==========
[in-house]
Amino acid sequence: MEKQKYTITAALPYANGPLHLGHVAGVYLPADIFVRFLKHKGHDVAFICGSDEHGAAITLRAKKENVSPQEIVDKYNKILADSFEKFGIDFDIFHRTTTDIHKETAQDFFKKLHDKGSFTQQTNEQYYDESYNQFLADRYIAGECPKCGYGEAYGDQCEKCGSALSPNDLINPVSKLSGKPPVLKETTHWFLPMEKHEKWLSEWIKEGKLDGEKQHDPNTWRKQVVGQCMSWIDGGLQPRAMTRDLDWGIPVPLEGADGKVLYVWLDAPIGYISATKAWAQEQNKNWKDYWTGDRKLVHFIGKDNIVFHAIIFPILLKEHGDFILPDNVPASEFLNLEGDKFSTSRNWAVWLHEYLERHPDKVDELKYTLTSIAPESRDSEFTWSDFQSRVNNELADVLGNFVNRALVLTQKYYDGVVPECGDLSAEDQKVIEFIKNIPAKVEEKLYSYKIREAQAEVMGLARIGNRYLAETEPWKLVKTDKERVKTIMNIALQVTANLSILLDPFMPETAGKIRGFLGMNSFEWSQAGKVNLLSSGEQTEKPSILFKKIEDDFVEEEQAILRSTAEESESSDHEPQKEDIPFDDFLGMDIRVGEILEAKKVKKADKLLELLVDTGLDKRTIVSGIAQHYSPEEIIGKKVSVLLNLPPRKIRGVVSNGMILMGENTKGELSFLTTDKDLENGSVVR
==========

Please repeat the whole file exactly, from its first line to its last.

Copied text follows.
[in-house]
Amino acid sequence: MEKQKYTITAALPYANGPLHLGHVAGVYLPADIFVRFLKHKGHDVAFICGSDEHGAAITLRAKKENVSPQEIVDKYNKILADSFEKFGIDFDIFHRTTTDIHKETAQDFFKKLHDKGSFTQQTNEQYYDESYNQFLADRYIAGECPKCGYGEAYGDQCEKCGSALSPNDLINPVSKLSGKPPVLKETTHWFLPMEKHEKWLSEWIKEGKLDGEKQHDPNTWRKQVVGQCMSWIDGGLQPRAMTRDLDWGIPVPLEGADGKVLYVWLDAPIGYISATKAWAQEQNKNWKDYWTGDRKLVHFIGKDNIVFHAIIFPILLKEHGDFILPDNVPASEFLNLEGDKFSTSRNWAVWLHEYLERHPDKVDELKYTLTSIAPESRDSEFTWSDFQSRVNNELADVLGNFVNRALVLTQKYYDGVVPECGDLSAEDQKVIEFIKNIPAKVEEKLYSYKIREAQAEVMGLARIGNRYLAETEPWKLVKTDKERVKTIMNIALQVTANLSILLDPFMPETAGKIRGFLGMNSFEWSQAGKVNLLSSGEQTEKPSILFKKIEDDFVEEEQAILRSTAEESESSDHEPQKEDIPFDDFLGMDIRVGEILEAKKVKKADKLLELLVDTGLDKRTIVSGIAQHYSPEEIIGKKVSVLLNLPPRKIRGVVSNGMILMGENTKGELSFLTTDKDLENGSVVR